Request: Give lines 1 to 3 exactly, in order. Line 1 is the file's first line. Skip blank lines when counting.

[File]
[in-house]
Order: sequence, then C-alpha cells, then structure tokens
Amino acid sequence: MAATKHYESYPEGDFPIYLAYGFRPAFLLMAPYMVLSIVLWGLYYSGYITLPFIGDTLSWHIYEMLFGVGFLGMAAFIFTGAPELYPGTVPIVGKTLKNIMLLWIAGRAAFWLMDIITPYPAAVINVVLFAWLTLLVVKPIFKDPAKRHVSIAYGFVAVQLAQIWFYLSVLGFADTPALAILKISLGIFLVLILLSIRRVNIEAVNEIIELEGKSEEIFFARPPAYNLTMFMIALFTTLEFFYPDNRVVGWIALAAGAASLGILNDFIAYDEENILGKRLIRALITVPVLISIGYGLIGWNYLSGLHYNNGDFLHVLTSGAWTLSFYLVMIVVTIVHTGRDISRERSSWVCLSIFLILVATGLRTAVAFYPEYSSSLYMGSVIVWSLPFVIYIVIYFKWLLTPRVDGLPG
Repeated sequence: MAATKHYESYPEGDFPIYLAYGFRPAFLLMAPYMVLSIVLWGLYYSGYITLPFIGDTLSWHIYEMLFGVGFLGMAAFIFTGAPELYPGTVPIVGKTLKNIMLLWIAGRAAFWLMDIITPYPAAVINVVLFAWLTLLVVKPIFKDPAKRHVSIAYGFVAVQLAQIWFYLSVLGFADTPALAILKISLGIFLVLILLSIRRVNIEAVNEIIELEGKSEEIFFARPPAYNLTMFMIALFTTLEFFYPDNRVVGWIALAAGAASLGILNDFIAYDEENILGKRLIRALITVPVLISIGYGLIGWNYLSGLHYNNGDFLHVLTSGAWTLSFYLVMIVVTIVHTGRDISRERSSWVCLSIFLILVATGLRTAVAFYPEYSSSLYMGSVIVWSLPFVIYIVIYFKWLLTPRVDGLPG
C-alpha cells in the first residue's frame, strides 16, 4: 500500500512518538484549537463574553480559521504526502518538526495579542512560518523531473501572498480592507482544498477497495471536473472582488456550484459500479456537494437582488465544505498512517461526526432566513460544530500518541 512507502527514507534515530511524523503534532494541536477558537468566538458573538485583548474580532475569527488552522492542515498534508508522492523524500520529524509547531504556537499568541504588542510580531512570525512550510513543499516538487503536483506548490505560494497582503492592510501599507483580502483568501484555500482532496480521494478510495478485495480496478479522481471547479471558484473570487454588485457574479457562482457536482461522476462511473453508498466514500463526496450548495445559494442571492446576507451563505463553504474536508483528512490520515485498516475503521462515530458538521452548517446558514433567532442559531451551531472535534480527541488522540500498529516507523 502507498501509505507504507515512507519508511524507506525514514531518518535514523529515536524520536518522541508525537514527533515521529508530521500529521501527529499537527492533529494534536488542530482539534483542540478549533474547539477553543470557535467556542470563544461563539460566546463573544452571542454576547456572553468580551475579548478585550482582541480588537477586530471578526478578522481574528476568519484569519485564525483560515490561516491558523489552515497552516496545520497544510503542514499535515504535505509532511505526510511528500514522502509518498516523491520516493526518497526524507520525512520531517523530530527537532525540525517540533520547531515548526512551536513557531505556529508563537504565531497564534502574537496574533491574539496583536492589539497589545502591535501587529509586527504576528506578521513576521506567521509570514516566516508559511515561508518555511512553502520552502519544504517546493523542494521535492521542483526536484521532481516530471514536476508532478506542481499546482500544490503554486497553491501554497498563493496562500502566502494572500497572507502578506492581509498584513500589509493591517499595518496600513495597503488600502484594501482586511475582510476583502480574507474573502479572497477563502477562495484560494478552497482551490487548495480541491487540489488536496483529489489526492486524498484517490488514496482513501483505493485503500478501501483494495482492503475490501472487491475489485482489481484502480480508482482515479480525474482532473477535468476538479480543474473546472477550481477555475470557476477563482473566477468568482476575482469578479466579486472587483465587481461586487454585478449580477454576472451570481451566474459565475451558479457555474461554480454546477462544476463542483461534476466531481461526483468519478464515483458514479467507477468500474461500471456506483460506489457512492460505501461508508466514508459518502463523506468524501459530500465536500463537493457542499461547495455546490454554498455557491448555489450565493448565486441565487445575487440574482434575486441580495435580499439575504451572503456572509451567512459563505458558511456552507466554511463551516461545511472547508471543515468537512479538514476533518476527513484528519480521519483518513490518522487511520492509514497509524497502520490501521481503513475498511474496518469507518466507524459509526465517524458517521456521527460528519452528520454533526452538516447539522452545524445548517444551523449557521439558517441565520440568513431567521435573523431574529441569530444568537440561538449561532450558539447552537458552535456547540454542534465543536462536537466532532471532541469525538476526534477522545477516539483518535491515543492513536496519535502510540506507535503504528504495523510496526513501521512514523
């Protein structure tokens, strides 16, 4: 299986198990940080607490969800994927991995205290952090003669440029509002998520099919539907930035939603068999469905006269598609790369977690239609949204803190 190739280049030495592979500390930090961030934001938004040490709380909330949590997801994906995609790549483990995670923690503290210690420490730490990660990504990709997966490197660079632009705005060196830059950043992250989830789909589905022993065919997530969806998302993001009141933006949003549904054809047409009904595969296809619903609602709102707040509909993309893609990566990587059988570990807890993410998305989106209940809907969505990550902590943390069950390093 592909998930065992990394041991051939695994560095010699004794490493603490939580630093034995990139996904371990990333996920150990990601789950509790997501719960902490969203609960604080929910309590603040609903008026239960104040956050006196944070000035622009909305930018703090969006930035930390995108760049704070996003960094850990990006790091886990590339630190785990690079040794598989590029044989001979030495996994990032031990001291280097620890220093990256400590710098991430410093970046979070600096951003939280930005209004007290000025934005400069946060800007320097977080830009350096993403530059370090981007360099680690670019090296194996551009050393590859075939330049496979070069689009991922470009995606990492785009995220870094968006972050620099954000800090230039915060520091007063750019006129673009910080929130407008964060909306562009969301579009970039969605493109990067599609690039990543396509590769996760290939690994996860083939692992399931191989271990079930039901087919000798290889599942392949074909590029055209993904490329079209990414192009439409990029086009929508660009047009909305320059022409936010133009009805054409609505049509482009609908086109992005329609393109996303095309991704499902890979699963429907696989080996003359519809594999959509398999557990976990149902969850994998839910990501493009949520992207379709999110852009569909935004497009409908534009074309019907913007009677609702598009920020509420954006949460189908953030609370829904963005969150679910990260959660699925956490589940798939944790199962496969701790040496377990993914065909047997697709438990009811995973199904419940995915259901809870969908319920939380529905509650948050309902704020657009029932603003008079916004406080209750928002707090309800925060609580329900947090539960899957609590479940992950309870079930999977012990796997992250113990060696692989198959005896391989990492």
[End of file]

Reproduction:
[in-house]
Order: sequence, then C-alpha cells, then structure tokens
Amino acid sequence: MAATKHYESYPEGDFPIYLAYGFRPAFLLMAPYMVLSIVLWGLYYSGYITLPFIGDTLSWHIYEMLFGVGFLGMAAFIFTGAPELYPGTVPIVGKTLKNIMLLWIAGRAAFWLMDIITPYPAAVINVVLFAWLTLLVVKPIFKDPAKRHVSIAYGFVAVQLAQIWFYLSVLGFADTPALAILKISLGIFLVLILLSIRRVNIEAVNEIIELEGKSEEIFFARPPAYNLTMFMIALFTTLEFFYPDNRVVGWIALAAGAASLGILNDFIAYDEENILGKRLIRALITVPVLISIGYGLIGWNYLSGLHYNNGDFLHVLTSGAWTLSFYLVMIVVTIVHTGRDISRERSSWVCLSIFLILVATGLRTAVAFYPEYSSSLYMGSVIVWSLPFVIYIVIYFKWLLTPRVDGLPG